Now brought completely up-to-date for this new edition, Business The Rupert Murdoch Way not only reveals the secrets of Murdoch’s remarkable success but also draws out the universal lessons and identifies strategies that can be applied to any business or career. From thriving on risk to hard selling, and from loving the detail to betting big on the future, Business The Rupert Murdoch Way is a fascinating insight into what it takes to create a global business empire.
If Rupert Murdoch isn’t making headlines, he’s busy buying the media outlets that generate the headlines. His News Corp. holdings—from the New York Post, Fox News, and most recently The Wall Street Journal, to name just a few—are vast, and his power is unrivaled. So what makes a man like this tick? Michael Wolff gives us the definitive answer in The Man Who Owns the News.
With unprecedented access to Rupert Murdoch himself, and his associates and family, Wolff chronicles the astonishing growth of Murdoch’s $70 billion media kingdom. In intimate detail, he probes the Murdoch family dynasty, from the battles that have threatened to destroy it to the reconciliations that seem to only make it stronger. Drawing upon hundreds of hours of interviews, he offers accounts of the Dow Jones takeover as well as plays for Yahoo! and Newsday as they’ve never been revealed before.
Written in the irresistible stye that only an award-winning columnist for Vanity Fair can deliver, The Man Who Owns the News offers an exclusive glimpse into a man who wields extraordinary power and influence in the media on a worldwide scale—and whose family is being groomed to carry his legacy into the future.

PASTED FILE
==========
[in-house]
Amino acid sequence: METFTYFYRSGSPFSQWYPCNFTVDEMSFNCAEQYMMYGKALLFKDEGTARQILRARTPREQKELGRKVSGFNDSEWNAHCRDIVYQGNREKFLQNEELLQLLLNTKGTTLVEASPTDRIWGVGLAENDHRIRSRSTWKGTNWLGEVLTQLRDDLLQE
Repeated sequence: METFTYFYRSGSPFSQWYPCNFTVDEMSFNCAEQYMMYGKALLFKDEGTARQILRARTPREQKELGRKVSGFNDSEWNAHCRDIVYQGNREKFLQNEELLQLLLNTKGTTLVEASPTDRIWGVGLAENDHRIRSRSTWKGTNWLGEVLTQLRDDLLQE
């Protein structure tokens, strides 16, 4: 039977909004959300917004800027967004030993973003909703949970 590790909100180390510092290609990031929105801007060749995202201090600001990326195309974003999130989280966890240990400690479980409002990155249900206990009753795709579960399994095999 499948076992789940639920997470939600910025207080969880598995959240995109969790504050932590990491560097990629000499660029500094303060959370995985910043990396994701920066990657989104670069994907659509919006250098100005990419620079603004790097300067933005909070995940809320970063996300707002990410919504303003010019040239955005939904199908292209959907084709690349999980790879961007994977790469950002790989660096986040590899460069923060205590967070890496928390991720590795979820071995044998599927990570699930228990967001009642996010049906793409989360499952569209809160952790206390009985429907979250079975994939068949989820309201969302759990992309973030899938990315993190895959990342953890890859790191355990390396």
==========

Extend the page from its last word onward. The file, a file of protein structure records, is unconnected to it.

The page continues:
It was Rupert Murdoch who invented the modern media empire. Now his reach includes two thirds of the Earth’s population. In this revised and updated edition, William Shawcross brings Murdoch’s story up to date. “Of all the biographies on Murdoch, this is the most comprehensive and balanced and comes closest to explaining a bundle of contradictions.”–Edwin Diamond, New York magazine.
Do you know the famous misquote that goes something like: “A young man who isn’t a socialist hasn’t got a heart; an old man who is a socialist hasn’t got a head”?
“He added an an extraordinary postscript, written in magenta ink, reaffirming his loyalty to Lenin. “Yesterday was the 29th anniversary of the Great Teacher. We stood to attention for one minute in front of THE BUST on the mantelpiece and drank several toasts-and then settled down to some good reading of adulatory Russian poetry.””
Picturing Rupert reading “adulatory Russian poetry” and owning a bust of Lenin brings a tear to my eye.
Two nights in a row I had dreams about attending balls. The first dream had me hanging out with Count Pyotr Andreyevich Tolstoy in 1700s. This is pretty easy to explain — I am reading a book about the Tolstoys.
This morning I had another dream, where I was at a Newscorp ball at the Hilton and talked to Rupert Murdoch. He completely agreed with all the things that I proposed to be done at TV Guide and I woke up very pleased with myself.
New York City is home to what is probably the biggest used book store in the world. Strand is a real New York institution. A giant two level store in a pre-war commercial building on 12th Street and Broadway always drew me in with its outdoor book carts. Every time I entered the store proper I was already burdened with a good stack of 1 dollar hardcovers and 25 cent paperbacks. Even though I was rather poor at the time, I spent a disproportionately large part of my income on books written in a language that was still new to me. But at the Strand I got a pretty good bang for my buck.